How the U.S. government tried – and failed – to shut down Bitcoin

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How the U.S. government tried - and failed - to shut down Bitcoin

A former federal prosecutor turned Bitcoin proponent has revealed that her boss at the U.S. Attorney’s office asked her to look into shutting down Bitcoin.

The year was 2012 and Katie Haun, then a federal prosecutor with the U.S. Attorney’s office, didn’t know anything about Satoshi Nakamoto’s Bitcoin – until she was asked to investigate and “take down” the world’s flagship cryptocurrency.

“They said ‘we have this perfect assignment for you’ – there’s this thing called Bitcoin and we need to investigate it,” Haun recounted in a recent interview with CNBC.

“That was the first time I’d ever heard of Bitcoin,” she added.

At the time, Bitcoin was little more than an obscure payment method that was, in many cases, being used to purchase illegal goods and services on online black markets.

The DOJ’s plans go awry

While the U.S. Department of Justice’s (DOJ) goal may have been to shut it down, after researching Bitcoins and its underlying blockchain technology, Haun quickly decided that it wasn’t the cryptocurrency itself that needed probing, but rather the people using it for illicit purposes.

She began to view Bitcoin the same way she viewed cash – it could enable criminal activity but it wasn’t, in and of itself, responsible.

“It would have been akin to saying ‘let’s go prosecute cash,’” Haun said.

So instead of working to crush Bitcoin, Haun and her department prosecuted cases where the cryptocurrency was being used for extortion, money laundering, and other white collar crimes.

Ironically, the blockchain technology that the DOJ would have quashed in its desire to crush Bitcoin actually proved to be instrumental in helping Haun solve many of her cases.

“The government was able to use that same technology to actually track down criminal activity it might not otherwise have been able to,” she said.

“Without the technology underlying bitcoin, we never would have been able to catch those people.”

In fact, one of Haun’s highest profile Bitcoin-related cases was a highly publicized corruption case involving two federal agents assigned to the Silk Road task force.

Ex-secret service agent Shaun Bridges was convicted of obstruction of justice and money laundering after he used a Silk Road admin account to steal close to 20,000 bitcoins – worth more than $170 million at current prices.

Former Drug Enforcement Administration (DEA) agent Carl Force was convicted of the same charges – as well as extortion – for “illegally soliciting Bitcoin payments” from Silk Road creator Ross Ulbricht during the course of the investigation.

Katie Haun, general partner, Andreessen Horowitz
Katie Haun, general partner, Andreessen Horowitz

A force to be reckoned with in the crypto space

Since her days as a federal prosecutor, Haun has grown to become a staunch cryptocurrency and blockchain enthusiast and a much sought after expert in the industry.

In 2015, Haun formed a “digital currency coordinator” task force designed to educate and update other prosecutors and federal agents.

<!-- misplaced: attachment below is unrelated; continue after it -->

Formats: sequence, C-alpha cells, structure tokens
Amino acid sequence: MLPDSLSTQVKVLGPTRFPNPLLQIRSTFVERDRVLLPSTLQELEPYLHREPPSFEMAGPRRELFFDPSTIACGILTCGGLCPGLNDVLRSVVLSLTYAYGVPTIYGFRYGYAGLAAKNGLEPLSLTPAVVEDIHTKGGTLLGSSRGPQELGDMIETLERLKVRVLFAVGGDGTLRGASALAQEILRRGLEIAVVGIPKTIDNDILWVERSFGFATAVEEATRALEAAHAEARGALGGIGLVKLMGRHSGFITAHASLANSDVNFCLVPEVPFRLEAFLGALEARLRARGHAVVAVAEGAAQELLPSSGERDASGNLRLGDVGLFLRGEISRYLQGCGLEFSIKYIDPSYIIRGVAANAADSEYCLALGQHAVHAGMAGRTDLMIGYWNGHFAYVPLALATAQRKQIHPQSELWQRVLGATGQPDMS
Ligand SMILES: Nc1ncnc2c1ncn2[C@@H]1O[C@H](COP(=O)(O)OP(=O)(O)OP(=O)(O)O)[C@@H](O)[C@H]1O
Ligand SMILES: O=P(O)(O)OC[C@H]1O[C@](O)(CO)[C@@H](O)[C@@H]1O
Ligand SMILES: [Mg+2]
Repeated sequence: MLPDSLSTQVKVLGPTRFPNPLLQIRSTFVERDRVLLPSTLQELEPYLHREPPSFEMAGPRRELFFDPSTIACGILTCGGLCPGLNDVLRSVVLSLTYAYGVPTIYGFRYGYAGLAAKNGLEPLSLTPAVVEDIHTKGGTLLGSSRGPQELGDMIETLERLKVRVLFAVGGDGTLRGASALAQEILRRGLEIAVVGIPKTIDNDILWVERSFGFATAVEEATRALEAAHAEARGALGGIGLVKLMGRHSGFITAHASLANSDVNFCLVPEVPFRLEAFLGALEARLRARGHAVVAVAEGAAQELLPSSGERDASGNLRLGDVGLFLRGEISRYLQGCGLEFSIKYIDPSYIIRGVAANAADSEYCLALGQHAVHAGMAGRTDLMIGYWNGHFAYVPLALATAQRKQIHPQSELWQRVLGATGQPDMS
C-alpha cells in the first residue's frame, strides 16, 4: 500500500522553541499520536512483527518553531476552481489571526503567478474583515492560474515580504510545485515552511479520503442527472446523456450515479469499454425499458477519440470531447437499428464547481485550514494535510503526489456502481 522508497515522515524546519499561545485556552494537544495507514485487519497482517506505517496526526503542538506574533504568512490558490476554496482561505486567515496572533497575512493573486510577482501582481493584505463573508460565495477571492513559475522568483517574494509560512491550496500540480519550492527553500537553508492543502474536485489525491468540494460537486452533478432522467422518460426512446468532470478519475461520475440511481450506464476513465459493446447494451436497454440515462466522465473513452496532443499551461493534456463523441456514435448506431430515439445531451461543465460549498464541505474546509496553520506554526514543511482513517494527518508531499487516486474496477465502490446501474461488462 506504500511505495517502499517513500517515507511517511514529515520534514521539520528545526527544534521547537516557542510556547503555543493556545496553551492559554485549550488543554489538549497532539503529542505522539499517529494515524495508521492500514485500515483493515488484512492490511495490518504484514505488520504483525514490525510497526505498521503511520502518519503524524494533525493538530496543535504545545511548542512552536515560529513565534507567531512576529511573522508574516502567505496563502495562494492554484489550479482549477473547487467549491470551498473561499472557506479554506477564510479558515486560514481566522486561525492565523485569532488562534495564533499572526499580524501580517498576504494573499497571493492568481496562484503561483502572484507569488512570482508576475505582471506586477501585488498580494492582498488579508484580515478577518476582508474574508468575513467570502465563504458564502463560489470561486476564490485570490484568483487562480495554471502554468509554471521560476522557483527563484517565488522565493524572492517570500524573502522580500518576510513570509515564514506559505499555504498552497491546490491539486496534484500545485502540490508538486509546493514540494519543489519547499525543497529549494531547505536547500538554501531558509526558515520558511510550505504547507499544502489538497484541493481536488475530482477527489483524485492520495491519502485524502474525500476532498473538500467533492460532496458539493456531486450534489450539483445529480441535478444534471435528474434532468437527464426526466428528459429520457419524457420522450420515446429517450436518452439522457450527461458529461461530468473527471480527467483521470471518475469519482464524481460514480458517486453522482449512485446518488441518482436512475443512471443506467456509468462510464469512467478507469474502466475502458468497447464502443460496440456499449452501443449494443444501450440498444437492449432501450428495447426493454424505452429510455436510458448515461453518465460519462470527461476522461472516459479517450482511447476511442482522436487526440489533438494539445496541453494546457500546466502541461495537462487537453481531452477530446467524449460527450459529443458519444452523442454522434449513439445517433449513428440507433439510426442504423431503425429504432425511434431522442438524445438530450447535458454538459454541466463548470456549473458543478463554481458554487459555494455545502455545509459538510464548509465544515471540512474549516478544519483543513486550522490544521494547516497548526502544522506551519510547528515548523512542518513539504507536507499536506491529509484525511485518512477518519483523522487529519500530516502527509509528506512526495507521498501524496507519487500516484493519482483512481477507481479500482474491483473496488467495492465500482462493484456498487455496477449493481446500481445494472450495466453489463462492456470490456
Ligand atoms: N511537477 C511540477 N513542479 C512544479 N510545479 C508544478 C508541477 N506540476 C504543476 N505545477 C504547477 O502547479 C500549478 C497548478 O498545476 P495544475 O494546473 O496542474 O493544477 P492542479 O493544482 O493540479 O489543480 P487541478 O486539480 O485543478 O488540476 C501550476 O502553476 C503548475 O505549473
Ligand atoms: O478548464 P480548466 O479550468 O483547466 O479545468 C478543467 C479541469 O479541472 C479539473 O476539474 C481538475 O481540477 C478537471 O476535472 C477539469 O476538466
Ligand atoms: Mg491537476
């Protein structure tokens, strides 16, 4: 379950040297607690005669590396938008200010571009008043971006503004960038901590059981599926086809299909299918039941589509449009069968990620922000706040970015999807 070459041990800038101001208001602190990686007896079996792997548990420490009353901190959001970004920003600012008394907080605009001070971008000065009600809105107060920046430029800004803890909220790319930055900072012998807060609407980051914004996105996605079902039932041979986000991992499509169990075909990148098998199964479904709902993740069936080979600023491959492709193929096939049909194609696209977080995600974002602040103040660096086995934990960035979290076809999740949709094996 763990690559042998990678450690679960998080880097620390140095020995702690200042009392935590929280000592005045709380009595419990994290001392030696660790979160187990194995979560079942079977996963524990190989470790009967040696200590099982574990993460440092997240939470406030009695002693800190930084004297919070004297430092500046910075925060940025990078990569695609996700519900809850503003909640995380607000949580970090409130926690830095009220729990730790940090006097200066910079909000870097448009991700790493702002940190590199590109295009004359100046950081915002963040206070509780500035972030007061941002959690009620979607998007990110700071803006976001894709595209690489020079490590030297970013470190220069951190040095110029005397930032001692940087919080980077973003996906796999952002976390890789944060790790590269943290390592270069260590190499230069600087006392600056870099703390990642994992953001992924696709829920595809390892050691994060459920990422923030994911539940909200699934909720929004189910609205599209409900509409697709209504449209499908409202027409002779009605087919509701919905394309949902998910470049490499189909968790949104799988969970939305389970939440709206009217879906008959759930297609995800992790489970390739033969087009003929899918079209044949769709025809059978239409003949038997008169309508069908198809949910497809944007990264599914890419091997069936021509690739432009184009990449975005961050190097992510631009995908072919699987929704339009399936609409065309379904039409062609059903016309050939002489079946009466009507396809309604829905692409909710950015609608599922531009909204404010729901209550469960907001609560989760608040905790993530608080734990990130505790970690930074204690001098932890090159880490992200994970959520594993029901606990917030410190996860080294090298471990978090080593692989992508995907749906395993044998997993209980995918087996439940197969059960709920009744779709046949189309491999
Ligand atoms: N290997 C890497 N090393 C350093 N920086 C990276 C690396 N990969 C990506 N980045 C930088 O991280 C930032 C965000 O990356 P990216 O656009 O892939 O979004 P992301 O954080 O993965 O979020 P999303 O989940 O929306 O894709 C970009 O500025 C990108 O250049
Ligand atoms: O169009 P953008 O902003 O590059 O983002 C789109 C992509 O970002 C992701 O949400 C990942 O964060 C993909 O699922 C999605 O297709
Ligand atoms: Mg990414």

She also began hosting training seminars for the IRS, Treasury Department, and other federal agencies.

Haun further expanded her role as an educator, teaching classes in cryptocurrency at Stanford Law School and, later, Stanford Graduate School of Business.

In June 2017, Haun joined the board of directors at U.S.-based crypto exchange Coinbase and is currently a general partner at venture capital firm Andreessen Horowitz where she co-heads its $350 million cryptocurrency fund.

U.S. officials rail Bitcoin and Libra

While Haun is working hard to increase awareness and understanding of cryptocurrency, there remain many in the U.S. government who are still vehemently against it.

U.S. President Donald Trump unloaded on cryptocurrency back in June, tweeting that crypto assets are not money and can only be used to facilitate unlawful behaviour.

U.S. Treasury Secretary Steven Mnuchin also said recently that Bitcoin and other cryptocurrencies are a threat to national security.

“This is indeed a national security issue,” Mnuchin told reporters at a press conference in July, adding that “cryptocurrencies such as bitcoin have been exploited to support billions of dollars of illicit activity like cybercrime, tax evasion, extortion, ransomware, illicit drugs, and human trafficking,”

Similarly, Brad Sherman, a Democrat member of the U.S. House of Representatives, has made it clear that Project Libra is a more significant threat to the U.S. than Osama bin Laden.

What’s more, two U.S. Senators have publicly warned payment processors, including Visa, Stripe, and Mastercard, to disassociate themselves from the Libra Association.

Emerging voices of reason

In the face of all these setbacks, there are still members of the U.S. government that share Haun’s view and believe in the potential of Bitcoin and other cryptocurrencies.

In the wake of the July 18th Congressional hearing on Facebook’s Libra cryptocurrency, Rep. Patrick McHenry (R-NC), Republican Leader of the House Financial Services Committee, told CNBC’s Squawk Box that “you can’t kill Bitcoin.”

“We should not attempt to deter this innovation, and governments cannot stop this innovation. And those that have tried have already failed,” he said.

The following month, former White House Chief Strategist Steve Bannon declared that cryptocurrencies have a bright future.

“Bitcoin and cryptocurrencies could play a crucial role going forward, particularly in this global populist revolt.”